Faculty in the News - Archive
Friday, January 19, 2007Assistant Professor Kathleen DachilleThe New York Times
– The city of Bangor, Maine has banned smoking in cars if children are present. The ordinance allows the police to stop cars if an adult is smoking while a child under 18 is a passenger, and the smoker can be fined $50. "I think because we have so affirmatively dealt with public places being smoke-free, it has simply made people think about places that are less public,'" said Kathleen Dachille, JD, assistant professor at the School of Law and director of the Legal Resource Center for Tobacco Regulation, Litigation, and Advocacy. "If a worker in a bar is entitled to protection from secondhand smoke, how can we ignore what is happening to children?"
Friday, January 19, 2007Dean Karen RothenbergThe Gazette
– State researchers have submitted 85 proposals seeking a total of $81 million in grants but the stem cell commission has only $15 million, minus expenses, to award. Furthermore, commissioners are still grappling with how to pick winners and losers, while avoiding any conflict of interest, perceived or real. Commissioner Karen H. Rothenberg, JD, MPA, dean at the School of Law, favors allowing all commissioners to discuss every proposal. ‘‘When they put on three bioethicists, they really didn’t think we would have any conflicts," Rothenberg said.
Thursday, January 18, 2007Professor David SuperThe Baltimore Sun
– Maryland’s first-in-the-nation law to compel Wal-Mart to spend more on employee health care suffered another setback yesterday, when the U.S. Court of Appeals for the 4th Circuit upheld a lower court finding that struck down Maryland’s legislation. "If you take their interpretation, there is very little states can do," said David Super, JD, professor at the School of Law.
Thursday, January 18, 2007Dean Karen RothenbergThe Daily Record
– With proposals in hand for $80.8 million in scientific research, the Maryland Stem Cell Fund commissioners still are grappling with basic issues such as issues of conflict of interest. Commissioners at the group’s latest meeting on Tuesday reviewed basic information about 85 applications the commission received from scientists jockeying for a slice of the fund’s $15 million allocation. More than half the proposals were for projects involving embryonic stem cells, the more controversial type of research that often relies on embryos cast off from in vitro fertilization attempts. Members decided against approving the rules for the commission as a whole. Instead, they focused on one element of the rules that seemed to indicate anyone with any connection to the applicant in question including those with appointments at the Johns Hopkins University or the University of Maryland would have to recuse themselves from discussion of those applicants. Karen H. Rothenberg, JD, MPA, is a commission member and dean of the School of Law.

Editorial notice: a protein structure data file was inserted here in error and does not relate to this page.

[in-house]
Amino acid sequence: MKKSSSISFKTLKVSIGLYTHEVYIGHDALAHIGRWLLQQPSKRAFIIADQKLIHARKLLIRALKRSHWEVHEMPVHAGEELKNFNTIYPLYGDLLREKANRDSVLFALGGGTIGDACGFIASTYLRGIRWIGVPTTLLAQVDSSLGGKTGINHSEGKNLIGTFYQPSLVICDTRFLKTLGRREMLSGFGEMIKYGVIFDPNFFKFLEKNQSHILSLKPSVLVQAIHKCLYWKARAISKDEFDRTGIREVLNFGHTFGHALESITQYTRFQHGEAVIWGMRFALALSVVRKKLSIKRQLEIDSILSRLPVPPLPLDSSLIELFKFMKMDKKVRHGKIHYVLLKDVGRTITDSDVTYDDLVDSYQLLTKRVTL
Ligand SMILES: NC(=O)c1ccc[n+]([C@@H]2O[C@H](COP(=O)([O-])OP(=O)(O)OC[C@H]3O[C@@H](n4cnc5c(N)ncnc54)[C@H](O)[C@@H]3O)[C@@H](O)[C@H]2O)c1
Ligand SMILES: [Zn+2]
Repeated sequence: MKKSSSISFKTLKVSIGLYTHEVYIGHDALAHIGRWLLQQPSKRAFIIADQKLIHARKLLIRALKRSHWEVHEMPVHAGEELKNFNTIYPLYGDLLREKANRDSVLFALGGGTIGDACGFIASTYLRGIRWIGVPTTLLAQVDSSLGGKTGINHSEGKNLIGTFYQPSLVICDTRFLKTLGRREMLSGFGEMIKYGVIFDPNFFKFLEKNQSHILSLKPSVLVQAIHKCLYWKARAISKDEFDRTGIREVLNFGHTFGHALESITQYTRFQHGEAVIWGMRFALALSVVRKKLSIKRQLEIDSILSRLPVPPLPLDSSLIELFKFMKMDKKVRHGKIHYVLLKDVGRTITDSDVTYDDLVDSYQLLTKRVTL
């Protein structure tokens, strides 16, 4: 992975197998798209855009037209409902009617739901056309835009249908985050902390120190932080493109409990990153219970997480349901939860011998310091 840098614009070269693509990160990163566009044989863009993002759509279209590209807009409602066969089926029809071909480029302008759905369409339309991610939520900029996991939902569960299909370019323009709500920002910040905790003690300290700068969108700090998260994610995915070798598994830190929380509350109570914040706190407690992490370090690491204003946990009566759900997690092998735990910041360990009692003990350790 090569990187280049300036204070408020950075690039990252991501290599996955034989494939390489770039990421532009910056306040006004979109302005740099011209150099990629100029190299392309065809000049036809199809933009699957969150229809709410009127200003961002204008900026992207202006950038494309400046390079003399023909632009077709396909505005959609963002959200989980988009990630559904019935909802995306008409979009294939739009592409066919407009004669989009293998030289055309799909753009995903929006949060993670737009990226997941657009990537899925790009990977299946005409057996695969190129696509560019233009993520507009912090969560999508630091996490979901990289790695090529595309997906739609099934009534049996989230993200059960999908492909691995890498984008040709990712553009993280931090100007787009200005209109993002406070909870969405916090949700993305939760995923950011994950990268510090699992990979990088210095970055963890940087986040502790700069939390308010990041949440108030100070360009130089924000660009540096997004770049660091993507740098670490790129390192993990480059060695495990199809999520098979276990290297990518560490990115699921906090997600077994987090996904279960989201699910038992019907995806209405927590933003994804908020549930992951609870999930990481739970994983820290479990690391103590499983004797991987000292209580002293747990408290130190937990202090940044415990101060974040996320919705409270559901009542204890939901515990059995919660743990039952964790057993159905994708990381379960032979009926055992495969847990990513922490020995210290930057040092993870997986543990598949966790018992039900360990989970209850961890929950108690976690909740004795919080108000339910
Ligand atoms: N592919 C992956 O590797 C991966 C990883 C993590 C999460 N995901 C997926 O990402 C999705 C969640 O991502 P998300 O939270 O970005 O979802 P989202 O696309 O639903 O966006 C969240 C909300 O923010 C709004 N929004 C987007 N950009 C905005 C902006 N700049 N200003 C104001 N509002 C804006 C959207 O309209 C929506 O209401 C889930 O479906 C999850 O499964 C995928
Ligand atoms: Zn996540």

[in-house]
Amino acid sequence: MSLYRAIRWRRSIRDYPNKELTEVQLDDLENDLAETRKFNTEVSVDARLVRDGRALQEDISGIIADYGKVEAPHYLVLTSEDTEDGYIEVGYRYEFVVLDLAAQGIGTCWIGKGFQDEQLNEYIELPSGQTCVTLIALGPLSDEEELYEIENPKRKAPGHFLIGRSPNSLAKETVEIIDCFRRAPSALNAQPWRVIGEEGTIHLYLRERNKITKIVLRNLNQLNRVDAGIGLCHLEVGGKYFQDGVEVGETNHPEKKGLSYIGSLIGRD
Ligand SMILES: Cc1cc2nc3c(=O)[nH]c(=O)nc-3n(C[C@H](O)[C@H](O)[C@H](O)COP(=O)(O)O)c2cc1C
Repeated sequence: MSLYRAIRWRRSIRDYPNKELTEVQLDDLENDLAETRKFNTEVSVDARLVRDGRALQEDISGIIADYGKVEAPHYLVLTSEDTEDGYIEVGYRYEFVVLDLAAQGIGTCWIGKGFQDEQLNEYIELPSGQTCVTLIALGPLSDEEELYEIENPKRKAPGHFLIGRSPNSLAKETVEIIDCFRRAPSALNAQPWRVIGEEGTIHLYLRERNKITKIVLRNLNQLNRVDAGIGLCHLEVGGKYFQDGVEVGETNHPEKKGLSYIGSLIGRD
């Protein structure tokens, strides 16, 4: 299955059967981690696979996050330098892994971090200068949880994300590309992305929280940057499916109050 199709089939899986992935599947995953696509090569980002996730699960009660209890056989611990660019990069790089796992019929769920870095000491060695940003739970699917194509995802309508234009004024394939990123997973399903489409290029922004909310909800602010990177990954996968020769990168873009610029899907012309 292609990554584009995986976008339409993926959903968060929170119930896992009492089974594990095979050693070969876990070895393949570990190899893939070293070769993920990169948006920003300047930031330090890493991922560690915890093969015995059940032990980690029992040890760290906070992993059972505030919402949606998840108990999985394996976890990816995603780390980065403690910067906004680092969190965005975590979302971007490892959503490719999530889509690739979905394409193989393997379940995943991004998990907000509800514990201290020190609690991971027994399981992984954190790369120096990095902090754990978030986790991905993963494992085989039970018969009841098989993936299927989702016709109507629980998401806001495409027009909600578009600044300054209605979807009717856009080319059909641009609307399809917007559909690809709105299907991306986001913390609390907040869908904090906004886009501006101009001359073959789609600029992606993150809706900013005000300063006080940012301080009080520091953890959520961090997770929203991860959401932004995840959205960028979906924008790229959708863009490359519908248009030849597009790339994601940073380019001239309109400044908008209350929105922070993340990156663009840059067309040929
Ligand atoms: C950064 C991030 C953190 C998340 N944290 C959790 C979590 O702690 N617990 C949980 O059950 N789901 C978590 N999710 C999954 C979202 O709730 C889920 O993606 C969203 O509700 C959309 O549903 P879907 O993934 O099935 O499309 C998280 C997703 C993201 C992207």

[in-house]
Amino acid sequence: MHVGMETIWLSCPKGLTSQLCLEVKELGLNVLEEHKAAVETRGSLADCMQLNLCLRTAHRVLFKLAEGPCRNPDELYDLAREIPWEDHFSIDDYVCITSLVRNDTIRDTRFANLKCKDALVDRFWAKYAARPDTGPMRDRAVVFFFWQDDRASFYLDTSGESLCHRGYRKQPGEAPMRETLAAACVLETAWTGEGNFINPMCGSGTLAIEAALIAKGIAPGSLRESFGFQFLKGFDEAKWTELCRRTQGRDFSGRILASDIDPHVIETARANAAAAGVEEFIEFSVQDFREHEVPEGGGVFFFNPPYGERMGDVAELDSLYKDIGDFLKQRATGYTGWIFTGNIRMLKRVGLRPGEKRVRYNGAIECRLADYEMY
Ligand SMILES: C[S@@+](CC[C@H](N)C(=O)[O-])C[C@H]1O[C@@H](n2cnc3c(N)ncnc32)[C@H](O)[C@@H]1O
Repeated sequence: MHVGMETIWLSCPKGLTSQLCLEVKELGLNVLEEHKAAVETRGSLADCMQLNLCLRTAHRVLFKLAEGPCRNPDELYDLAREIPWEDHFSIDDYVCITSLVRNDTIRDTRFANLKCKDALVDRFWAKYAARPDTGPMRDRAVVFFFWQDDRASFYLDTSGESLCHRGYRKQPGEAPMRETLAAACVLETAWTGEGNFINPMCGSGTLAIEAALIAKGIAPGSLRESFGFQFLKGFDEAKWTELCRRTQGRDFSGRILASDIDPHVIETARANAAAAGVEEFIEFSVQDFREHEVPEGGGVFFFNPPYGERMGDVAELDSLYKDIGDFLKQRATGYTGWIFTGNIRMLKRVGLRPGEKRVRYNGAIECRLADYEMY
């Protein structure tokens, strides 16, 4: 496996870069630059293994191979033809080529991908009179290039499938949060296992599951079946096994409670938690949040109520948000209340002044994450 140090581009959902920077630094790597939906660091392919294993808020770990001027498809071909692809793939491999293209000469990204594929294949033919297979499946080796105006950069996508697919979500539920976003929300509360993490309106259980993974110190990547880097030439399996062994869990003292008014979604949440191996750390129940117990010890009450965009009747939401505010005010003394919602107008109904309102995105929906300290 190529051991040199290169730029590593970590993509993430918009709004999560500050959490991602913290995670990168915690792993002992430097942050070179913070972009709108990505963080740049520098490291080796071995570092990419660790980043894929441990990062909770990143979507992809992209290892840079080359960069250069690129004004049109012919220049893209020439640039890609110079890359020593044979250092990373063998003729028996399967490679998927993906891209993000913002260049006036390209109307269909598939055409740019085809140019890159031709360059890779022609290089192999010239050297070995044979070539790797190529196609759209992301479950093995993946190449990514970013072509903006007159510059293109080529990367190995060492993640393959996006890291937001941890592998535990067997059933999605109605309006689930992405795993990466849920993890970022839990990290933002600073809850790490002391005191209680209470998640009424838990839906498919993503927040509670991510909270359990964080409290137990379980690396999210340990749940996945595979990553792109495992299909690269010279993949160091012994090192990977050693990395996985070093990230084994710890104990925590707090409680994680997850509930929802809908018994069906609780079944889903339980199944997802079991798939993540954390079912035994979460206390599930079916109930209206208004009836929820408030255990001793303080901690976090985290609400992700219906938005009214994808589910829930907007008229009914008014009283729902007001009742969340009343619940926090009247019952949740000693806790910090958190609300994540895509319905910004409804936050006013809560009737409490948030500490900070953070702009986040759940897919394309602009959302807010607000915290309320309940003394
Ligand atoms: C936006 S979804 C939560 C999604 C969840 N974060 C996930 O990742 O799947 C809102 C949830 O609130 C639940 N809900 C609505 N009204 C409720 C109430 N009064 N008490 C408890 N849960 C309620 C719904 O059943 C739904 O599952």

Wednesday, January 17, 2007Dean Karen RothenbergThe Baltimore Sun
– The Maryland Stem Cell Commission has received research applications totaling nearly $81 million, more than five times the amount of money the state has to spend. "This is amazing," said Karen H. Rothenberg, JD, MPA, a commission member and dean of the School of Law.
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